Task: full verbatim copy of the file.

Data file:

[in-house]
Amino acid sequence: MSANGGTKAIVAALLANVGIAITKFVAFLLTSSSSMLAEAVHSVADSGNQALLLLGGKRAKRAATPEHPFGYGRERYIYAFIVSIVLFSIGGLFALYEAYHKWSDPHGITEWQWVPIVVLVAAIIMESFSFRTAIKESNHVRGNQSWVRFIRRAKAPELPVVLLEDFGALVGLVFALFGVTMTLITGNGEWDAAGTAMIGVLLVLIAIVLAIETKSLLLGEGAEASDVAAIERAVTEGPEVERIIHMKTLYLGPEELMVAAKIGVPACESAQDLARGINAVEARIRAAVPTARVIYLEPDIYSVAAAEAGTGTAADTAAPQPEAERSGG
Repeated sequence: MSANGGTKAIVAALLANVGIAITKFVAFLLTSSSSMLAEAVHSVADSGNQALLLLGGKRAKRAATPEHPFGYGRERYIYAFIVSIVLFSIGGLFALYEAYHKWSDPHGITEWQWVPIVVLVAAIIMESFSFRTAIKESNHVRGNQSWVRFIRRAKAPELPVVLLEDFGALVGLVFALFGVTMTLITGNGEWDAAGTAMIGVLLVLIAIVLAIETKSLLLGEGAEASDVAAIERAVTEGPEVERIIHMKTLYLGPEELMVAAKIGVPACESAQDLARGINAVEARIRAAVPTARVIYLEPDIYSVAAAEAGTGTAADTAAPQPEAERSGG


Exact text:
[in-house]
Amino acid sequence: MSANGGTKAIVAALLANVGIAITKFVAFLLTSSSSMLAEAVHSVADSGNQALLLLGGKRAKRAATPEHPFGYGRERYIYAFIVSIVLFSIGGLFALYEAYHKWSDPHGITEWQWVPIVVLVAAIIMESFSFRTAIKESNHVRGNQSWVRFIRRAKAPELPVVLLEDFGALVGLVFALFGVTMTLITGNGEWDAAGTAMIGVLLVLIAIVLAIETKSLLLGEGAEASDVAAIERAVTEGPEVERIIHMKTLYLGPEELMVAAKIGVPACESAQDLARGINAVEARIRAAVPTARVIYLEPDIYSVAAAEAGTGTAADTAAPQPEAERSGG
Repeated sequence: MSANGGTKAIVAALLANVGIAITKFVAFLLTSSSSMLAEAVHSVADSGNQALLLLGGKRAKRAATPEHPFGYGRERYIYAFIVSIVLFSIGGLFALYEAYHKWSDPHGITEWQWVPIVVLVAAIIMESFSFRTAIKESNHVRGNQSWVRFIRRAKAPELPVVLLEDFGALVGLVFALFGVTMTLITGNGEWDAAGTAMIGVLLVLIAIVLAIETKSLLLGEGAEASDVAAIERAVTEGPEVERIIHMKTLYLGPEELMVAAKIGVPACESAQDLARGINAVEARIRAAVPTARVIYLEPDIYSVAAAEAGTGTAADTAAPQPEAERSGG